Salesforce.com has been pushing to make analytics more accessible to users of its CRM platform and now it’s aiming to do the same for those customers’ business partners, such as resellers and manufacturers.
In February, Salesforce announced that data and insights from its Sales Wave data analytics application would be available from directly within the Salesforce Customer Relationship Management platform.
Usually sales professionals would have to launch a separate analytics application or rely on data specialists to create reports to get insights on various sales metrics such as how long sales are taking in a particular business sector or geographic region or to identify the best prospects to meet sales goals.
On March 22, Salesforce took the wraps off Wave for Community, bringing these same analytics capabilities to the Salesforce Community Cloud, an online information sharing platform for partners, resellers and customers.
With the new release, Wave for Community Cloud customers will be able to embed Wave Analytics dashboards into any Partner Community. A Partner Community is typically an online area designated by a vendor for channel partners, resellers and other business associates to communicate.
With the addition of Wave Analytics dashboards, these partners get the same kind of data insights on sales trends and opportunities that the vendor’s own sales teams have access to.
“This announcement is all about community and getting the insights from Wave Analytics to extend beyond the sales team to partners,” Jamie Domenici, vice president of marketing for Analytics Cloud at Salesforce, told eWEEK. “Sales is a team sport, that’s why so many companies rely on their network to succeed.”
Domenici noted several examples, such as the brokers who support financial service companies, OEMs who make components for computer vendors and resellers who sell products for manufacturers. These are all part of a company’s extended partner community who could potentially benefit from access to Wave Analytics in the Community Cloud.
“Wave for Communities is useful for partner networks—using insights to drive or demonstrate alignment with an extended partner network,” analyst Howard Dresner of Dresner Advisory Services, told eWEEK. “It’s consistent with our research which shows that delivering intelligence to customers and suppliers is the next frontier.”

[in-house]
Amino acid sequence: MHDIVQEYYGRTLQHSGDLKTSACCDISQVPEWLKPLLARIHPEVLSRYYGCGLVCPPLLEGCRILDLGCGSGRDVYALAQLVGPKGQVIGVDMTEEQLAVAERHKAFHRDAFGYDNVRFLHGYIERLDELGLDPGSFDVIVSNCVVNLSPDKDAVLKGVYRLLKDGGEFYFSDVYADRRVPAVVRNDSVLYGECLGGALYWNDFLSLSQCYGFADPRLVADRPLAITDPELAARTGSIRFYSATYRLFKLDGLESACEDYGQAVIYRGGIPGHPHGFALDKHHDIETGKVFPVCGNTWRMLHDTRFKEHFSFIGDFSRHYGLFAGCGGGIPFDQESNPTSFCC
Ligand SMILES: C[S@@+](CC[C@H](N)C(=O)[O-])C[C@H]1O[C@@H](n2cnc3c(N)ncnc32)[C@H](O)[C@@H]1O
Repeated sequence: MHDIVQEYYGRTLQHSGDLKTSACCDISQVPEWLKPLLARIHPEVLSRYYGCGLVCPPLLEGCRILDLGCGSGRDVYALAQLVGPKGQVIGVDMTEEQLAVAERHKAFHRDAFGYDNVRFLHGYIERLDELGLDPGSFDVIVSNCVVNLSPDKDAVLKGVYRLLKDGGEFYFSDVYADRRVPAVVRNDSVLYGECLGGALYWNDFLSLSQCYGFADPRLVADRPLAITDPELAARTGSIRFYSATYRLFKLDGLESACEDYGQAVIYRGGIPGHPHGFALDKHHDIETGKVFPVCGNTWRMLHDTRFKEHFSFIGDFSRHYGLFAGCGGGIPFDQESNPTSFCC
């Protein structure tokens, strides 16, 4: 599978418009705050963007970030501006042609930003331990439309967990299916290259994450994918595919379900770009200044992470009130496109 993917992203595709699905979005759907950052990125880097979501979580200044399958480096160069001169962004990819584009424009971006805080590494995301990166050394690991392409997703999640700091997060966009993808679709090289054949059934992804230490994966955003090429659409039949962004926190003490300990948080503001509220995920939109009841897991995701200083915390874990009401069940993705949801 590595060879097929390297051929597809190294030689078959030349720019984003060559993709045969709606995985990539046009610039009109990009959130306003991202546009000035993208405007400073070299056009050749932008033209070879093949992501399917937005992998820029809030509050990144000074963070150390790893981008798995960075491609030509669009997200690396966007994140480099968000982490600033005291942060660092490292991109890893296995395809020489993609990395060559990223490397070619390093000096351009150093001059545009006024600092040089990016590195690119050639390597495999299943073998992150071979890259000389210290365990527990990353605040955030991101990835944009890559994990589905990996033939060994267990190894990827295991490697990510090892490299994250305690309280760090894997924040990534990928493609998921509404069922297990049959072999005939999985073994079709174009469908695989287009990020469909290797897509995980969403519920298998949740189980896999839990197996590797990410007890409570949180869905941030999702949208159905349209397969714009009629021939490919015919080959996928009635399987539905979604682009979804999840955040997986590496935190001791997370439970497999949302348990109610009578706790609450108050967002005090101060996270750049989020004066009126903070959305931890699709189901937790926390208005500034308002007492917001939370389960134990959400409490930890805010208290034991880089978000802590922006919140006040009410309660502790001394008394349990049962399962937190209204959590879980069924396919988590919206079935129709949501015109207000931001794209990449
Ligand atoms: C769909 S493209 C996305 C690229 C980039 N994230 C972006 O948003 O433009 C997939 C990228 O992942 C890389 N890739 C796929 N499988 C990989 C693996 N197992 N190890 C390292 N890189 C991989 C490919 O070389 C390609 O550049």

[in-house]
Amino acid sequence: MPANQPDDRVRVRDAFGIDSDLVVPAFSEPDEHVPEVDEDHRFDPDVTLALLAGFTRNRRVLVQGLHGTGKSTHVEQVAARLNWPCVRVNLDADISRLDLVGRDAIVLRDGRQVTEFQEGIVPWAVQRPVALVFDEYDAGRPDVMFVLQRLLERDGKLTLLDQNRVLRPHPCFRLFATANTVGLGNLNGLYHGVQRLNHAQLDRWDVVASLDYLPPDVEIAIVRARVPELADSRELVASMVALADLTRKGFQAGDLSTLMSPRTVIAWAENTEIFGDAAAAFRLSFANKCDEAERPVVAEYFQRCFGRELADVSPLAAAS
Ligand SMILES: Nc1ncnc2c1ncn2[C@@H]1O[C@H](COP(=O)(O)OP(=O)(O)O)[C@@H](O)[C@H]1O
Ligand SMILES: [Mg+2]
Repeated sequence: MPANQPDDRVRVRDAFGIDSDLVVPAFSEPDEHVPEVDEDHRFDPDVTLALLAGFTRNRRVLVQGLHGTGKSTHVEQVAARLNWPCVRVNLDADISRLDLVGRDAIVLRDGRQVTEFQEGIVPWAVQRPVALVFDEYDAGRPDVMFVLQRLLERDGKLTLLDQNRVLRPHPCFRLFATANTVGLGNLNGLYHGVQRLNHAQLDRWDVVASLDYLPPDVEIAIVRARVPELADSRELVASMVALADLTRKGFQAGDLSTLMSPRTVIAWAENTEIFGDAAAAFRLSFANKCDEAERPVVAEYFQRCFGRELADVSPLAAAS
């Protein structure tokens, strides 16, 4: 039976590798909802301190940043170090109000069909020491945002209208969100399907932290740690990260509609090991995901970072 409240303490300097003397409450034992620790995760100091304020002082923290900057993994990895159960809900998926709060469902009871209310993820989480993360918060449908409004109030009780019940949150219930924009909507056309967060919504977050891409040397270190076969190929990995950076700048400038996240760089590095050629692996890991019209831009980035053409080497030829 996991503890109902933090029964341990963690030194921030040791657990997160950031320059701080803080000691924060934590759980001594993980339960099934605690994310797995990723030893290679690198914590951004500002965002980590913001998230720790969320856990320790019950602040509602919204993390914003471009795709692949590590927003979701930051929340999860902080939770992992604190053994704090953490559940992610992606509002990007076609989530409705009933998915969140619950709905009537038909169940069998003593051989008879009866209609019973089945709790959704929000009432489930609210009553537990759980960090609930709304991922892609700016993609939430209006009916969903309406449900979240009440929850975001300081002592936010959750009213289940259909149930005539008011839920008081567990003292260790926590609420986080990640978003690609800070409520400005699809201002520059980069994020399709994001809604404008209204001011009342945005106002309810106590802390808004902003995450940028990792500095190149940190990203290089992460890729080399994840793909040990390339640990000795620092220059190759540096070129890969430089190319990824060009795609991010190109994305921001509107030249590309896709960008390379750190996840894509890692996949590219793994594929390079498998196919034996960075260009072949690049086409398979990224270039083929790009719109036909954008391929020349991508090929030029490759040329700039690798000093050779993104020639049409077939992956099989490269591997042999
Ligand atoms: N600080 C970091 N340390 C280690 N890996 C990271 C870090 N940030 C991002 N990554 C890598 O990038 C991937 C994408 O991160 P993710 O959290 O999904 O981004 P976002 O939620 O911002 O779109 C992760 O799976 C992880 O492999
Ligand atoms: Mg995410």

But the value of Wave for Communities will depend on its ability to deliver insights based on comprehensive data sets. For example, Domenici says partners will be able to compare their sales performance to market peers such as in retail or some other specific industries.
Companies can control what type of data and how much data they provide to be processed and aggregated by Wave Analytics. She says early feedback shows companies are eager to participate and contribute to get a broader view of how they are doing compared to their peers in the same industry. She emphasized the controls and security features built into Wave for Communities to keep the data anonymous.
“You can learn best practices from your peers and see what’s working and what isn’t,” said Domenici. “Also, so much of a company’s data isn’t in one place; it’s stuck in emails and spreadsheets.”
She gave the example of a gasoline distribution company in the U.S. that sells through hundreds of thousands of service stations, each one keeping their own records. Using Wave Analytics and data provided on Community Cloud, the gasoline distributor could compare the sales performance of their own service station chain to industry averages and note historical trends such as what holidays generate the most sales and what sales promotions work best.
An early customer, the AAMCO transmission and automotive repair chain plans to use Wave Analytics to share store data far more comprehensively than ever before. “Wave Analytics on Community Cloud is going to unlock 50 years of store data covering 800 stores and 1.5 million customers,” said Domenici.
Community Cloud also offers users a “knowledgebase” of articles and reference materials relevant to specific industries. A Salesforce demonstration showed how the knowledgebase can be more than a repository of static articles by using Wave Analytics to play ‘what if’ with different market projections and third party data to create unique graphic projections.